Although breeding for show and riding is the main objective, breeding for meat production is also occurring. Horse meat was once a very valuable product, but due to increased competition and decreased popularity much of the meat is now exported to Japan.

Icelandic Horses love to swim and this is a prime example of its gentleness and strength. It is a nice break on a hot summer day and the horse will gently carry its passenger as it swims swiftly and easily through the water with its powerful legs, through a calm lake, a river, or even an ocean. In winter, Icelandic Horses are shod with studs on their shoes. In areas where it is cold enough to ride a horse across frozen lakes, the Icelandic is able to perform all five gaits on sheer ice.

Ponying is the practice of riding one horse while leading others to exercise them or to allow the rider to switch horses when the ridden horse gets tired. The rider is usually in the center with horses being led on either side. Most breeds demand personal space and won’t cooperate well with this closeness, but Icelandic horses naturally bond and travel in communities so they allow this joyful exercise.

Because Iceland has no predators, but instead has quicksand, rock slides, volcanoes, etc, the ability to assess a situation intelligently rather than run away from it appears to have been central to the horse’s survival. Since they have no fear of living things, they seek strong attachments to people and are quite nurturing and affectionate.

Icelandics cannot be ridden until age 5; stop growing at age 7, and perform best when in their twenties. Broodmares often produce foals well into their late 20’s. Even though they mature later, they live longer than most breeds, with 35-40 years being common. The oldest living horse, Thulla, was an Icelandic who died at age 57 when she stopped eating after her elderly owner passed away. This dramatically attests to the phenomenal bonding capabilities of the Icelandic Horse.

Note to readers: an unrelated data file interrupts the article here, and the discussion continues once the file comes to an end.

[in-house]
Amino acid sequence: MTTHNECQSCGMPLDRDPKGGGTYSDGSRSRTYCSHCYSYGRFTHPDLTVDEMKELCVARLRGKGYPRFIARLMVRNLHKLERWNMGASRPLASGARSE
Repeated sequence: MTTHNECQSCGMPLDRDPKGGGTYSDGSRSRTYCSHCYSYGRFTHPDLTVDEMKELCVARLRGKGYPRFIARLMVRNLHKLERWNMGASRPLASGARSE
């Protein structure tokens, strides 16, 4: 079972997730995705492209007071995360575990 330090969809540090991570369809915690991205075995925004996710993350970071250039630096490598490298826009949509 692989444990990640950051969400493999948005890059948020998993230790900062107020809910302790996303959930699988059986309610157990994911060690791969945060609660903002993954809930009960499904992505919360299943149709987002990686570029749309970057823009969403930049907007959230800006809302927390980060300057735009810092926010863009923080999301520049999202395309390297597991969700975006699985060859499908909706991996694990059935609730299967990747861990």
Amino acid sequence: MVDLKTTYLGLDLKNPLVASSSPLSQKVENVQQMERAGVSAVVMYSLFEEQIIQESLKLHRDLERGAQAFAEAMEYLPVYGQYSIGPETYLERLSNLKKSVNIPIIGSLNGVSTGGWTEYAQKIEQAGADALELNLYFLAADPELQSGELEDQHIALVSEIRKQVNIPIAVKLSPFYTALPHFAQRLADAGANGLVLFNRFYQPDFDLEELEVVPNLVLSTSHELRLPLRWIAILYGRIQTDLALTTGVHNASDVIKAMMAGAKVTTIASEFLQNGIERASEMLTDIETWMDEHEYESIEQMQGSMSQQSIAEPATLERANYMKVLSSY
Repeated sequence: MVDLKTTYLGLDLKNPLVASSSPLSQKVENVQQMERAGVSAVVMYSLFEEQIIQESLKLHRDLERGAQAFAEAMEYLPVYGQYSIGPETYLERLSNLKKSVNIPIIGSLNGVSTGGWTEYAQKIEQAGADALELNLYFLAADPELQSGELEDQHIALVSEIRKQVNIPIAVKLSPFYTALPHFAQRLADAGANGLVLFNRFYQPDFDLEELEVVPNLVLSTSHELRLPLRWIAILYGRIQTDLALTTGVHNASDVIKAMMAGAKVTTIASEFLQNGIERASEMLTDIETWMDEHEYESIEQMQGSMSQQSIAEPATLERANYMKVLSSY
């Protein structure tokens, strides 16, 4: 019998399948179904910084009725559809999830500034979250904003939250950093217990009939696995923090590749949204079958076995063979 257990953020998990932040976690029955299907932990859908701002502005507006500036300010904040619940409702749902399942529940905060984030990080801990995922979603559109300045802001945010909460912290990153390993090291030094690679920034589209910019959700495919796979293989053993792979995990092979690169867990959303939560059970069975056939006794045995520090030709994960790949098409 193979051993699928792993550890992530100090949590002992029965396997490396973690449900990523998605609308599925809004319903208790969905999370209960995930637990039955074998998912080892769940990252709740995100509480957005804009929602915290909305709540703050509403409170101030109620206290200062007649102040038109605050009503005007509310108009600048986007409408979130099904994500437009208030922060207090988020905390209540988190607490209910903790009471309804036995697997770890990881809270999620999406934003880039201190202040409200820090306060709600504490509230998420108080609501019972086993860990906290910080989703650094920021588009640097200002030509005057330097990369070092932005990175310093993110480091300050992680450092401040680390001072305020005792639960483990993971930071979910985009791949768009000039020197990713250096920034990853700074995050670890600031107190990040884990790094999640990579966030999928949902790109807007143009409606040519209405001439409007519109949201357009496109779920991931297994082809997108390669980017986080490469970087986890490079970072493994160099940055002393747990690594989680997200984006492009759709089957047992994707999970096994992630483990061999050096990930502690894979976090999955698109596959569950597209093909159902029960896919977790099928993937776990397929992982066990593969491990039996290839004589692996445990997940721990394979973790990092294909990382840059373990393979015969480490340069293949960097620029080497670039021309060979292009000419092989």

Some of the desirable conformation points of an Icelandic horse are a long neck and a full, thick mane, forelock and tail. Their manes and tails are so full and the hair is so coarse that it rarely tangles. The Icelandic coat is sleek in the summer and fuzzy like a teddy bear in the winter, but the abundant flowing mane and tail are kept year round. Over 42 different color patterns and combinations, including white and pinto are acceptable for the Icelandic horse, with only the Appaloosa markings missing from the mix.

Icelandic horses are five-gaited and their greatest asset is the extra surefootedness added by the horse’s ability to move its feet in any order which allows them to maneuver safely through all kinds of terrain. In addition to the Walk, Trot and Canter, the Icelandic horse has two unique gaits and is one of the few horses known to be ridden and driven in all five basic gaits. The Tцlt, or single-foot, is an amazingly smooth gait where all four feet move in the same independent pattern as in the walk but with higher action and more speed; like an accelerated high stepping running walk that is smooth and flowing that some equestrians compare to racking. Tцlting is often performed carrying full beer mugs without spilling a drop and is a trademark of the breed.

The Flying Pace, known variously as Skeith, skeio or skold, is a lateral gait where the front and hind legs on the same side move forward and back at the same time with such speed that there is a brief period in which all four feet are off the ground as if flying. The Icelandic Horse is the only breed that performs this gait. Like the pace of the American Standardbred, the Icelandic has been clocked at 35 miles per hour, but unlike the Standardbred, the Icelandic’s gait is comfortable to sit, therefore Icelandic Horses are raced at Flying Pace under saddle, not pulling a sulky. Not every Icelandic Horse displays this gait, because it requires careful development in the horse and must not be rushed before the muscles necessary for this powerful gait are fully developed. Training by any artificial methods is strictly forbidden.

All breed standards, registrations and competition activities are strictly regulated by the Fцderation Europдischer Islandpferde Freunde (FEIF or International Federation of Friends of the Icelandic Horse) that was formed in 1969 to regulate the uniformity of the Icelandic breed world-wide. Currently there are 18 member countries in the FEIF. The United States Icelandic Horse Congress (USIHC) maintains the Registry of purebred Icelandic Horses in the U.S. in accordance with FEIF rules. Other Icelandic Horse organizations within a country are allowed, but only as social or promotional entities.

Crystal is a writer for www.HorseClicks.com, classifieds of Icelandic Horses for sale in Iceland, California, etc.